Human economic well-being
Interest in economic transformation ultimately stems from its potential to improve people’s lives. Human well-being is a broad and complex topic involving many factors, including per capita incomes; employment; poverty; inequality in income and wealth; access to affordable health care, education, and other social services; equal economic opportunities for all; gender equality; justice; peace; security; the environment; and so on. If GDP per capita is rising, and remunerative employment opportunities are expanding, economic transformation will result in shared prosperity, and income inequality will be reduced or at least controlled. The United Nations Development Programme’s Human Development Index tracks human well-being using a broad range of variables. Here, we confine ourselves to variables closely related to economic transformation.
GDP per capita and the share of formal employment in the labor force are summary indicators of human economic well-being associated with economic transformation. High rates of economic growth (given the rate of population growth) lead to higher levels of GDP per capita. A high GDP per capita indicates that the economy could in principle support each citizen at a high income.11 Whether the income is widely shared, however, depends on the nature of economic growth and factor payments, the underlying distribution of assets and political power, and the social policies of the country. But a high rate of well remunerated employment is the most effective way for a high GDP per capita to translate into improvement in people’s lives. If opportunities for well remunerated employment (in jobs or self-employment) are expanding with rising GDP per capita, economic growth will be inclusive, prosperity will be widely shared, and poverty and inequality will be reduced.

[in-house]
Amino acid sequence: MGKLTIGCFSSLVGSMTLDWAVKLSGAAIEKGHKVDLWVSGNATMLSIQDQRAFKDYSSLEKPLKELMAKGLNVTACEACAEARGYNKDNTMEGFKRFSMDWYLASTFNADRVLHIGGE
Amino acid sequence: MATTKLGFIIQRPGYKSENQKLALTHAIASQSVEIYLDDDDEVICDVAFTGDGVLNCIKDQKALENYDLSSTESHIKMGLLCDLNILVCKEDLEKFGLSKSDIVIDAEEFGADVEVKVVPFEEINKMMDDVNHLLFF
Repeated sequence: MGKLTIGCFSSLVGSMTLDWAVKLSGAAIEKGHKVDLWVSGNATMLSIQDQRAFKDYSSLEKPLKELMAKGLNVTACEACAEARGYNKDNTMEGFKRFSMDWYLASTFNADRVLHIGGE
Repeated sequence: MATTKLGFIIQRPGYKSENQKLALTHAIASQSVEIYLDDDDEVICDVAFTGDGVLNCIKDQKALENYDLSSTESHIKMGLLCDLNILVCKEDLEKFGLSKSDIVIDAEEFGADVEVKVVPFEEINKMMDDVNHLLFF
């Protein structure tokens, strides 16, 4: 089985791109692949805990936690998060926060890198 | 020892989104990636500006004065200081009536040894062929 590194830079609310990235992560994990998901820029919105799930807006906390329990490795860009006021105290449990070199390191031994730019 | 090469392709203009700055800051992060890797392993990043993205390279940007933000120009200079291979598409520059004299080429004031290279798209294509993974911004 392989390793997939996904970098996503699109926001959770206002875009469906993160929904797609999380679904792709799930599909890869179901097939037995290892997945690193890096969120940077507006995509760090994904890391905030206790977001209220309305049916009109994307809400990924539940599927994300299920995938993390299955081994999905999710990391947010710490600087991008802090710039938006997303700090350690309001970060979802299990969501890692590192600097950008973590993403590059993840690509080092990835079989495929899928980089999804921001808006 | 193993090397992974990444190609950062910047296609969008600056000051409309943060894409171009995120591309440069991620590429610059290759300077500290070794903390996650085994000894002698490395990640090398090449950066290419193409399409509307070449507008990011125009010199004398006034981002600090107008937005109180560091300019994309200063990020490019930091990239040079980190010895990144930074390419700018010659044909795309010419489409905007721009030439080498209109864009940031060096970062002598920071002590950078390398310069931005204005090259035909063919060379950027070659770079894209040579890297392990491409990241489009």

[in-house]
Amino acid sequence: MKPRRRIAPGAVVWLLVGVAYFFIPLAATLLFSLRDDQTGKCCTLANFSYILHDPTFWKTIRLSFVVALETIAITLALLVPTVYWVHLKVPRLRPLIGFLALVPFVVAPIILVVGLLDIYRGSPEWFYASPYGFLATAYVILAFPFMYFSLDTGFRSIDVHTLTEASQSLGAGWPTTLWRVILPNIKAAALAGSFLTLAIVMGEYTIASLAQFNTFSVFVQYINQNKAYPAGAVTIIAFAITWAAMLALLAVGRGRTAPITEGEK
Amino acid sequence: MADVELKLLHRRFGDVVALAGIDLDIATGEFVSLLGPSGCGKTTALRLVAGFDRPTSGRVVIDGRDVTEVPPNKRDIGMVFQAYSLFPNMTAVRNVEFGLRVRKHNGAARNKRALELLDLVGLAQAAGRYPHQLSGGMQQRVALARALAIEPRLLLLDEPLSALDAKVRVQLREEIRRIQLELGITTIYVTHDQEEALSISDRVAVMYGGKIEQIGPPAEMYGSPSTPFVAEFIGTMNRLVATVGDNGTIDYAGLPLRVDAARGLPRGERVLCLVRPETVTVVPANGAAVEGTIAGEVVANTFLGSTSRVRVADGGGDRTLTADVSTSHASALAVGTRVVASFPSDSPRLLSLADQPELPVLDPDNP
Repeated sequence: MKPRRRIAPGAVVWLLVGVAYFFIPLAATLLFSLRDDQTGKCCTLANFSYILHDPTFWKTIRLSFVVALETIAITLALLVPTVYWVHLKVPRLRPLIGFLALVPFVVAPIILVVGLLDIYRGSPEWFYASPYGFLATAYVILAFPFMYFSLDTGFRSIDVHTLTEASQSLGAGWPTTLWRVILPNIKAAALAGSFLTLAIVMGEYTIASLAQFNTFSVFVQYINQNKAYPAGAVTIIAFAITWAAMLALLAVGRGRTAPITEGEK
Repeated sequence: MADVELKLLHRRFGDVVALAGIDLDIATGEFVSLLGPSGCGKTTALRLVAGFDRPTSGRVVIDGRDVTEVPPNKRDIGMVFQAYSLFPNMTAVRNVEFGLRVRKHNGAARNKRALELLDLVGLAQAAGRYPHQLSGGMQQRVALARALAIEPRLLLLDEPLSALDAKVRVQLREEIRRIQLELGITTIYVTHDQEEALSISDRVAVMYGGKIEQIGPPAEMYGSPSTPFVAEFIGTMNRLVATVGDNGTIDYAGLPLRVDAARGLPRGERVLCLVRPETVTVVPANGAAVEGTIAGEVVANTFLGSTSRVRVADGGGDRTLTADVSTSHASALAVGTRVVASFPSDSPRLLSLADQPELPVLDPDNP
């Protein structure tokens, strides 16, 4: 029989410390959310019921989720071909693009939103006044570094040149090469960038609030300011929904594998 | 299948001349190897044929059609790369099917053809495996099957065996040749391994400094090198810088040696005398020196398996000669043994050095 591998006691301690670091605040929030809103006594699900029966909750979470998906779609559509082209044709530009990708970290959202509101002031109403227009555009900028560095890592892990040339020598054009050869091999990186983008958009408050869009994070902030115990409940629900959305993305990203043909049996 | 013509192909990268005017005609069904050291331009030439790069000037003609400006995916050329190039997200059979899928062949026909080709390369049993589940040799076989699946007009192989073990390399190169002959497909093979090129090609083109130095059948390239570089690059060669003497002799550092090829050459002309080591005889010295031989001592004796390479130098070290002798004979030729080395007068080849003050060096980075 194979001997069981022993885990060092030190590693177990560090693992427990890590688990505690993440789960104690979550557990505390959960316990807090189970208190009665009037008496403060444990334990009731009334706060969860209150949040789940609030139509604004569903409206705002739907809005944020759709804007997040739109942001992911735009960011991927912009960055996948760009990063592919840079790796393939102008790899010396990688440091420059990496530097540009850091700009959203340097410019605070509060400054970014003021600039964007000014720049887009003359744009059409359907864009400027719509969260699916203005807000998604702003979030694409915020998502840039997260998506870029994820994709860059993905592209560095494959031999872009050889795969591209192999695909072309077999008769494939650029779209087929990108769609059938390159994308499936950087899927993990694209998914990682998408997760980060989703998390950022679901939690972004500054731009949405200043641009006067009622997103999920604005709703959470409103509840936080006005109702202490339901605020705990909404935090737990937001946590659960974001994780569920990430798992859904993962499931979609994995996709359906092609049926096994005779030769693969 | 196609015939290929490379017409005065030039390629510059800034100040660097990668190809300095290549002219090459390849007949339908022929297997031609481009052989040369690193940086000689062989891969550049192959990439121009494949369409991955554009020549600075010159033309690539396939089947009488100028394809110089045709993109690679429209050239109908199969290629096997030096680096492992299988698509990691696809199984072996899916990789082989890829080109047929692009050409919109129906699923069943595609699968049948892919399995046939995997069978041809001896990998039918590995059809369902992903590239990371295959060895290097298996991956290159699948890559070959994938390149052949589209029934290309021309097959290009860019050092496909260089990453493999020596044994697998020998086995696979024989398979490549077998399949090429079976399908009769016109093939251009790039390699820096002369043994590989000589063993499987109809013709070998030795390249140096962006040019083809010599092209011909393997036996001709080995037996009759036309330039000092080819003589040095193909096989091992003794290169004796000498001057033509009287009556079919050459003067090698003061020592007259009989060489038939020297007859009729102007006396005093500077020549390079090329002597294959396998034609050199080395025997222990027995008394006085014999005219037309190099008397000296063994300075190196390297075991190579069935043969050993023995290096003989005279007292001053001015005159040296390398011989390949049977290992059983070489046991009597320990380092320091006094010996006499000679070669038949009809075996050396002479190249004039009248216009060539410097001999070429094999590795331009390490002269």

Ranking African Countries on Human Economic Well-Being
The human well-being index comprises GDP per capita and the share of formal employment in the labor force. Mauritius, Botswana, South Africa, and Gabon stand out mainly because of their high GDP per capita. Although Gabon has the highest per capita GDP, it is number 4 on the index due to its low share of formal employment in the labor force. Although Botswana’s GDP per capita is higher than Mauritius’s, it is second to Mauritius on human well-being, again because of its low share of formal employment. The biggest improvements were for Uganda and Tanzania. Although Ghana revalued its GDP upward by 60% in 2006, it moved up only one place on the index between 2000 and 2010 partly because of its large informal sector, which by one estimate contributes nearly 86% of total employment in 2010. The steepest falls were for Madagascar, Gabon, Mozambique, and Ethiopia.